Guy Gavriel Kay has been writing epic stories for many years. From the high fantasy of The Fionavar Tapestry to magic-tinted analogous histories in Tigana, A Song for Arbonne, and The Sarantine Mosaic duology, Kay’s style weaves together sweeping narratives with poetic, pitch-perfect writing.

In his new book, River of Stars, now available from Penguin Canada, Kay returns to the land of Kitai, which he first introduced in Under Heaven. In a setting based on Song-Dynasty China, we meet the ambitious warrior Ren Daiyan, a second son who wants to win military glory and take back lands long lost to Kitai, and Lin Shan, a woman educated by her father in a way that only boys are allowed. Poet, songwriter, and thinker, Shan must navigate a society that wants her to be much less than what she is. As the face of Kitai shifts once more, as war looms and “barbarians” encroach, Daiyan and Shan move and are moved by the currents of history. . .

I have always been fascinated with the way you tell stories in worlds close to our own but a little removed: something like medieval Italy in Tigana, Moorish Spain in The Lions of al-Rassan—a world you revisited in the Sarantine Mosaic duology medieval Provence in A Song for Arbonne. Can you talk a bit about how you choose time periods and geographies, and why you set your books in (historically accurate and meticulously researched) analogues rather than the actual historical places in our own world?

Huge, very good question. I’ve done speeches and essays on this, so a sound bite is hard! Certainly there is no rule or formula for “where I go” in a next book. So far (knock wood) I seem to always end up with a time and place that fascinate me. I do that “quarter turn to the fantastic” for many reasons (see “speeches and essays,” above!). One is that I am not happy about pretending I know the innermost thoughts and feelings of real people. I don’t like “piggybacking” on their fame (or even taking obscure people and allowing myself license from that obscurity). I find it creatively liberating and ethically empowering to work in the way I do. There’s a shared understanding with readers in this: that when we explore the past we are always inventing, to a degree. I also like how a slight shift to the fantastic allows me to sharpen the focus of the story towards those themes and elements I want the reader to experience most clearly, and I can even change things, keeping even those who know the history on their toes!

Art by Li Gon-lin.
Art by Li Gon-lin.

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“We all carry our history with us”: an interview with The Hungry Ghosts’ Shyam Selvadurai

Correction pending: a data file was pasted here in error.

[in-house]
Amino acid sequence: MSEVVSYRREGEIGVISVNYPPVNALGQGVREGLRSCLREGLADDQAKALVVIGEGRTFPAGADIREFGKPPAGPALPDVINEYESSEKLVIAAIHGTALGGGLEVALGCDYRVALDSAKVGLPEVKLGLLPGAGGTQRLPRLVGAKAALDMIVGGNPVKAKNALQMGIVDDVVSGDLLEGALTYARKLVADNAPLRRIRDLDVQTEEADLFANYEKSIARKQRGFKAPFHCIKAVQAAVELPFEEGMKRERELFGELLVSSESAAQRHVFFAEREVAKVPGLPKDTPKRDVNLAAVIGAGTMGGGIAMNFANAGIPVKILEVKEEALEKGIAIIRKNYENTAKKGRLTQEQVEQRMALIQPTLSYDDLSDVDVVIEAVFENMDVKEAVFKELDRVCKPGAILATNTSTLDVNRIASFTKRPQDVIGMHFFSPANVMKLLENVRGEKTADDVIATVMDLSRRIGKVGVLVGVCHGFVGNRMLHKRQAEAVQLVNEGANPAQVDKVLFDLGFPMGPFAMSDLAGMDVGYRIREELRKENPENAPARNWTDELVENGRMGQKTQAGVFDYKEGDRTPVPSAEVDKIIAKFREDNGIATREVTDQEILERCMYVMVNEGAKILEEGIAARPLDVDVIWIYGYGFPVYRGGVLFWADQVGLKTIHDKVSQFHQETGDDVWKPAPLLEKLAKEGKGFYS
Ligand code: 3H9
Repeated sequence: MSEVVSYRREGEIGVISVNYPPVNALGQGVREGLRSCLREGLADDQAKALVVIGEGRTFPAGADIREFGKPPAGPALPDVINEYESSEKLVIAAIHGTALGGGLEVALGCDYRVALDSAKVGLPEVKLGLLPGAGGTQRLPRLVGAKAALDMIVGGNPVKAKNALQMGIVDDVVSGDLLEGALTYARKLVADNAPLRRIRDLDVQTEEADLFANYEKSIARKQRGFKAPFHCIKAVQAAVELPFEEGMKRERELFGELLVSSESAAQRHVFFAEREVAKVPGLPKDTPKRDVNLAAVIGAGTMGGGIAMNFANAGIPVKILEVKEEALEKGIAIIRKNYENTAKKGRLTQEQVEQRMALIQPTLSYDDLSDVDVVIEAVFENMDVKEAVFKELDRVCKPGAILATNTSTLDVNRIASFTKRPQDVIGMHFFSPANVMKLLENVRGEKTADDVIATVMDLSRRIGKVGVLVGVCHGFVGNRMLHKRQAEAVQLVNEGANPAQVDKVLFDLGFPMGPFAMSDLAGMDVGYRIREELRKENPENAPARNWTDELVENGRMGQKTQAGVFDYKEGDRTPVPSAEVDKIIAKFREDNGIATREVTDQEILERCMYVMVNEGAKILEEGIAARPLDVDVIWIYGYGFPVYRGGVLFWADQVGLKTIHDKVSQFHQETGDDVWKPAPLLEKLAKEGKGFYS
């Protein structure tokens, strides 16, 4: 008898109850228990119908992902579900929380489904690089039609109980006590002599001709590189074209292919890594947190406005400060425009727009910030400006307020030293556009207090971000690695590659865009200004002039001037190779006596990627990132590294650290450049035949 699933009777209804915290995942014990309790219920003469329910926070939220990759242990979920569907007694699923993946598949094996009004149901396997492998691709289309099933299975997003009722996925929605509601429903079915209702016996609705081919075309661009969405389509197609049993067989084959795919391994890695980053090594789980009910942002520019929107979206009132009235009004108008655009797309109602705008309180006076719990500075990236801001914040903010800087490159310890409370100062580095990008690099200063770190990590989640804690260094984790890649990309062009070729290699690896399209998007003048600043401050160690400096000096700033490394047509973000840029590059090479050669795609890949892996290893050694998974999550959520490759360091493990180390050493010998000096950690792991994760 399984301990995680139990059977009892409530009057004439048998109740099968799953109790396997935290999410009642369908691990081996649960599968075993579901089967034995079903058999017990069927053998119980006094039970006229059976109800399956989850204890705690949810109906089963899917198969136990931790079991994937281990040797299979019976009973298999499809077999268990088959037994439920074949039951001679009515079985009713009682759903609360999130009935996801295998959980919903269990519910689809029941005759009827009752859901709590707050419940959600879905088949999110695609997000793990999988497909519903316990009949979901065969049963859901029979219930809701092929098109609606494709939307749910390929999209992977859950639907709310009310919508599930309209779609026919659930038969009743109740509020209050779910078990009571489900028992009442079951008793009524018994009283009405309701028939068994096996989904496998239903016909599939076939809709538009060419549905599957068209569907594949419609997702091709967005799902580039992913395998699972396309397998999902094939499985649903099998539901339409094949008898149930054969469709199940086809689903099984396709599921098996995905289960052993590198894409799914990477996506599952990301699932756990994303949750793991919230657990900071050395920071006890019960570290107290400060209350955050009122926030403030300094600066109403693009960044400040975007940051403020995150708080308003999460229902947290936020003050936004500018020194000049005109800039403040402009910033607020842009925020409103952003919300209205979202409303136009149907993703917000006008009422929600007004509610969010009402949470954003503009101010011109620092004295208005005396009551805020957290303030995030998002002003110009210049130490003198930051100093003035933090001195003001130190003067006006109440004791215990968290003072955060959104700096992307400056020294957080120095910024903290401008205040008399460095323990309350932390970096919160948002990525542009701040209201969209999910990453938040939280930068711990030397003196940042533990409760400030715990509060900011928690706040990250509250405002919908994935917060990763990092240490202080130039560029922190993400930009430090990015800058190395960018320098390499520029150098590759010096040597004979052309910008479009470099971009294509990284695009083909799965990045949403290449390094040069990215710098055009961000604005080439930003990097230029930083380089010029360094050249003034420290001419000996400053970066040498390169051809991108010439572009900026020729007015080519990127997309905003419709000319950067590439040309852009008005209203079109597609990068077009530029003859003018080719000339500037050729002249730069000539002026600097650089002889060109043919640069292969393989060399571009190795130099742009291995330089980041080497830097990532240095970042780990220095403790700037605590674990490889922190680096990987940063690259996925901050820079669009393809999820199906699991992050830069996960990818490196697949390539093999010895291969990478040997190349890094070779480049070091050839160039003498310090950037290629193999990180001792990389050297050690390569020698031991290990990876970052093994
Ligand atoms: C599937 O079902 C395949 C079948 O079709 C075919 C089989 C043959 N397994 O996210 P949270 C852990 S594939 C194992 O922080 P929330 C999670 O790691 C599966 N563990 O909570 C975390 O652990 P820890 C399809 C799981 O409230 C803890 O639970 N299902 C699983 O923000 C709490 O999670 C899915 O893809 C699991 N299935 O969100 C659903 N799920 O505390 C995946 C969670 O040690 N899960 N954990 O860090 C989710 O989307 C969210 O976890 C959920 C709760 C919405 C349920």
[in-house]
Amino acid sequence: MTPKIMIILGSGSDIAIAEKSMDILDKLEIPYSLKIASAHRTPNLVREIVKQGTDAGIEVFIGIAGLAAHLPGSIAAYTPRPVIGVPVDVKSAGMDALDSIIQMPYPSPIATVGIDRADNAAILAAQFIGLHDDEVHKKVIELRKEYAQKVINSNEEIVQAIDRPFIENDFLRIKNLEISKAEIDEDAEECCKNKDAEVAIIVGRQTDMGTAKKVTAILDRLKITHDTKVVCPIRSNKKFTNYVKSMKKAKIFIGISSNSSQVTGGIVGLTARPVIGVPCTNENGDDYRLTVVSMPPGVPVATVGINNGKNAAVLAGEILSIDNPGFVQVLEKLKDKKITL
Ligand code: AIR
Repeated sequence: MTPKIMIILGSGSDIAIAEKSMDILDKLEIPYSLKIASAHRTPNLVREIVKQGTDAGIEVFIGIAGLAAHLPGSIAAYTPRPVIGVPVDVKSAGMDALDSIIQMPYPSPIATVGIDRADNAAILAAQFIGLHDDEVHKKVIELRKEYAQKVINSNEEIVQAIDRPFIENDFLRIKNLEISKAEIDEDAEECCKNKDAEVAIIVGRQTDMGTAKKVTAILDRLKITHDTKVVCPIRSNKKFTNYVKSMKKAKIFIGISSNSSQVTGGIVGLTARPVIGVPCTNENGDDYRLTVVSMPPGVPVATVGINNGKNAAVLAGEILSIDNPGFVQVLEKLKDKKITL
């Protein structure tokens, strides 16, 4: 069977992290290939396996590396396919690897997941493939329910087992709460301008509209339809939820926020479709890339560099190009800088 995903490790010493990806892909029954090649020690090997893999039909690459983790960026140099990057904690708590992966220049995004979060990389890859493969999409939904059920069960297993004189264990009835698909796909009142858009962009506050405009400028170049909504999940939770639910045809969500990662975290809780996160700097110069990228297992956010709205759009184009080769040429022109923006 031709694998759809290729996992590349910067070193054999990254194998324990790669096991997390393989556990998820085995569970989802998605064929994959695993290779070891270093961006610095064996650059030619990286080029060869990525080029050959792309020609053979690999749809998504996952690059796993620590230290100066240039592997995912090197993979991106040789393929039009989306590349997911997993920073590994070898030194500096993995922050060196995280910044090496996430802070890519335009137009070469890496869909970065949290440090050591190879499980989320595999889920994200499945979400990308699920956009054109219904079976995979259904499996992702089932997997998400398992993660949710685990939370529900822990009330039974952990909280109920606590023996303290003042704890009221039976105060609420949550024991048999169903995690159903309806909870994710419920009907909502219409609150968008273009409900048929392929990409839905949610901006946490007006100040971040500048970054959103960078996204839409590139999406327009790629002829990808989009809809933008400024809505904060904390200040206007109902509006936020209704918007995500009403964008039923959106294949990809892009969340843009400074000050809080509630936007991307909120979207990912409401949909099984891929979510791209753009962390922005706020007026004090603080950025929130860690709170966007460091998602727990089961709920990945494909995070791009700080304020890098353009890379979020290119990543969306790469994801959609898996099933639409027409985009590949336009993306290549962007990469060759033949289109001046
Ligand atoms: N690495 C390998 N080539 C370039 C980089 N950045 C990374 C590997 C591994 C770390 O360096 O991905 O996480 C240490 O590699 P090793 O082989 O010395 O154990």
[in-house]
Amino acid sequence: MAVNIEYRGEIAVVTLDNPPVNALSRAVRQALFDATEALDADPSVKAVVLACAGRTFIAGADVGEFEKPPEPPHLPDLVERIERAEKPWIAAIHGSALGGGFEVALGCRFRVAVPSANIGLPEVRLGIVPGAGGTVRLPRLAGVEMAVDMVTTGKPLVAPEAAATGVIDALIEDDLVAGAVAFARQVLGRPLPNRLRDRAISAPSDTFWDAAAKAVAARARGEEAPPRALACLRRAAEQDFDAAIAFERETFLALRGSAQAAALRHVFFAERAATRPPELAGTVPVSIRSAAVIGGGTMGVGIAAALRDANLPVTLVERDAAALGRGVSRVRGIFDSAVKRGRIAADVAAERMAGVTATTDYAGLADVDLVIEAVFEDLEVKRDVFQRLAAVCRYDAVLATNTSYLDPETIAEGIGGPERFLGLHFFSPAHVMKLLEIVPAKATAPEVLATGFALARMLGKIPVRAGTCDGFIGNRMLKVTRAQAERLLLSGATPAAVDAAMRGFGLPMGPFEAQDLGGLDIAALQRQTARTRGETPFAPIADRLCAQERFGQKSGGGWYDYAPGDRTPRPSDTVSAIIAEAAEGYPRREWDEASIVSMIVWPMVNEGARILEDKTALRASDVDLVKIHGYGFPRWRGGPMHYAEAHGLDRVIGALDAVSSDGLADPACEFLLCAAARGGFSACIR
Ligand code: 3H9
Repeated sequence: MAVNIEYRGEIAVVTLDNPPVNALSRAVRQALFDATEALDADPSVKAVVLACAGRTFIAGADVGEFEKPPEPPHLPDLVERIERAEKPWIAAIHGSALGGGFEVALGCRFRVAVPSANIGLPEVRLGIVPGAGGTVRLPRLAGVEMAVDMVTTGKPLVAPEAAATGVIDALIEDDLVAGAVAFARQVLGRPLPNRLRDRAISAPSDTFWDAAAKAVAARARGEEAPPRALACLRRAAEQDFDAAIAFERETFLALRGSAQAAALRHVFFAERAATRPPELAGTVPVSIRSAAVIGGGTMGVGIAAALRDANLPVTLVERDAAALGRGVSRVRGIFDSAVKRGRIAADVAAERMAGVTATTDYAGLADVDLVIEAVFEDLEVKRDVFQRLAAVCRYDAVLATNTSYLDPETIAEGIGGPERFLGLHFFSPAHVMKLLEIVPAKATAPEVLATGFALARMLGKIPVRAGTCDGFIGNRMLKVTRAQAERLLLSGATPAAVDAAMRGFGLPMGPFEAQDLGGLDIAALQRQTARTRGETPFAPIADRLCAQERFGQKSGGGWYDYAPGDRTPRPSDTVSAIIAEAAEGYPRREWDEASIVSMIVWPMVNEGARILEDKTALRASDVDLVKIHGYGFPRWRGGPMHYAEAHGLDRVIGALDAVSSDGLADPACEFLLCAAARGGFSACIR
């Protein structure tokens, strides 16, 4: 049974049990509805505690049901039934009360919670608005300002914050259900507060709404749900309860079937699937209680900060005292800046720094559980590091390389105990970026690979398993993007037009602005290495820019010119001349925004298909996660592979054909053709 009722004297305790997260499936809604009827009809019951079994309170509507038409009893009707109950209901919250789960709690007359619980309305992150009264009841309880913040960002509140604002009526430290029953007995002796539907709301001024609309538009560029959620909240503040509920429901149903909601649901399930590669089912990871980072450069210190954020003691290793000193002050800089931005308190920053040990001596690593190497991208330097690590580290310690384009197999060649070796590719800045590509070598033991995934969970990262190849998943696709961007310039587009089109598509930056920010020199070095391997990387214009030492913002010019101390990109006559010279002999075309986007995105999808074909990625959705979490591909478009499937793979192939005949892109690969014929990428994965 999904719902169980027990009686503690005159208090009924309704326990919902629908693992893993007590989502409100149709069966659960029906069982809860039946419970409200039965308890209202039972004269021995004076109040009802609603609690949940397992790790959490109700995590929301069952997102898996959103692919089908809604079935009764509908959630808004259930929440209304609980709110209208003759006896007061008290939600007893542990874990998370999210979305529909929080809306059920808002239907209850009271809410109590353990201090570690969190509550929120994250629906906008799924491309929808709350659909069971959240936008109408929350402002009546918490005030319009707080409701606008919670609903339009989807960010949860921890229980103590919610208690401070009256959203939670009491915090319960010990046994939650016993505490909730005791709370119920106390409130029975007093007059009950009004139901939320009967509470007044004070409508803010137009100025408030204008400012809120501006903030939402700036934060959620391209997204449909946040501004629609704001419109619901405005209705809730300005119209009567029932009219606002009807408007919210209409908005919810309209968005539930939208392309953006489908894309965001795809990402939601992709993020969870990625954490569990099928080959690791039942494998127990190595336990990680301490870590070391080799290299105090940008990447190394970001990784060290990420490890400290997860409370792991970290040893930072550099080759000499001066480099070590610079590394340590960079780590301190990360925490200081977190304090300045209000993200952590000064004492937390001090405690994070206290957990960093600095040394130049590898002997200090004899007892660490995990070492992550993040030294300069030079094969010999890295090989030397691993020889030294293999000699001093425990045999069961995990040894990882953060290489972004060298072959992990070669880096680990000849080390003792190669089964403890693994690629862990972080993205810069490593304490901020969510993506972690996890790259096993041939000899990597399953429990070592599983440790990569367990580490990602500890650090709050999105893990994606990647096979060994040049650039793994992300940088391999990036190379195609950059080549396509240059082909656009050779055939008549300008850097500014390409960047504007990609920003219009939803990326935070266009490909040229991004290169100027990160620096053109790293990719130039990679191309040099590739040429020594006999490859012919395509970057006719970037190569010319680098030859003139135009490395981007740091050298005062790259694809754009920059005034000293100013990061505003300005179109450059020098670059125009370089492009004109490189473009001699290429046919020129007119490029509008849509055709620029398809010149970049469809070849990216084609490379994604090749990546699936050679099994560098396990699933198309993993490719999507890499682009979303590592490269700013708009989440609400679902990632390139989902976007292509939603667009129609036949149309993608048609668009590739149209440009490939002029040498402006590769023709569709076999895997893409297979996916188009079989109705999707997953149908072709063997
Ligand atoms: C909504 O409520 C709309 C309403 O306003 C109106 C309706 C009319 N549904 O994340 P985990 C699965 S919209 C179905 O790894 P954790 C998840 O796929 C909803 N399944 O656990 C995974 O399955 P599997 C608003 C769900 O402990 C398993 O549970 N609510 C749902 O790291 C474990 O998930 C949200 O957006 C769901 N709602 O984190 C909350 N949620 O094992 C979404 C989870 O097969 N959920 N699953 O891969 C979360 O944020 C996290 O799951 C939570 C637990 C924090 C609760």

The Hungry Ghosts

In The Hungry Ghosts, author Shyam Selvadurai follows the journey of Shivan, a half-Tamil half-Sinhalese Sri Lankan boy who escapes the violence of the Tamil uprisings—and the controlling influence of his formidable grandmother —by migrating with his mother and sister to Canada. But, as Shyam revealed when he sat down to chat with me, a life can’t just be restarted from scratch. The past always follows us. . .

I absolutely loved The Hungry Ghosts. It’s a book I just sank into, and felt so sad throughout so much of it. It’s beautifully written. I’m wondering about the six-year gap in writing between this book and your last, Swimming in the Monsoon Sea. Have you been working on this for six years, were you taking a break or waiting for inspiration to strike?

It took me forever to get it down. It took a long time to describe the Toronto that I wanted to write about, which is kind of the amorphous, inner rings of Scarborough, and to find the language to do that. My language isn’t really suited to doing that for some reason, so it took a long time to stretch it to encompass that milieu and that terrain. It’s hard. That area doesn’t have a central street. The point of it is that it’s amorphous, the point of it is that there’s no central orientation except, of course, the Bridlewood Mall [a central hub in the novel for Shivan’s mother and the displaced Sir Lankan community]. And that somehow, the details. . . I wanted to be able to capture it in the same sensual details I capture Sri Lanka.

And of course, all the Buddhist stuff took forever to work because I wanted to find a way to incorporate it in a more literary way, rather than just an add-on, a little exotic add-on. It’s of course based on the story of the naked Peréthi [hungry ghost], and I wanted to be able to incorporate that in a literary way.